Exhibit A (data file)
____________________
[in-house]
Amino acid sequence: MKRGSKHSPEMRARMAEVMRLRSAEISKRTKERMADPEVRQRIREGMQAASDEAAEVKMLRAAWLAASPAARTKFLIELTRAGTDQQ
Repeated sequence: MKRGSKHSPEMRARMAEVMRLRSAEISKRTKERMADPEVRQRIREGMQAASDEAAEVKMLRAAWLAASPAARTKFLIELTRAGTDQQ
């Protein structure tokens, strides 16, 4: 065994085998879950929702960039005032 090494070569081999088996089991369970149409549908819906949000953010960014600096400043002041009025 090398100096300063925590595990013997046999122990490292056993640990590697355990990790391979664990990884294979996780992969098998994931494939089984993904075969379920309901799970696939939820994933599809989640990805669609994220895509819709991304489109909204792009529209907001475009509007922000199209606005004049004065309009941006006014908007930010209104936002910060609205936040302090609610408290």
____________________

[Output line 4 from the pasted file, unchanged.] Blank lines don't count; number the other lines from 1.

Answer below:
């Protein structure tokens, strides 16, 4: 065994085998879950929702960039005032 090494070569081999088996089991369970149409549908819906949000953010960014600096400043002041009025 090398100096300063925590595990013997046999122990490292056993640990590697355990990790391979664990990884294979996780992969098998994931494939089984993904075969379920309901799970696939939820994933599809989640990805669609994220895509819709991304489109909204792009529209907001475009509007922000199209606005004049004065309009941006006014908007930010209104936002910060609205936040302090609610408290």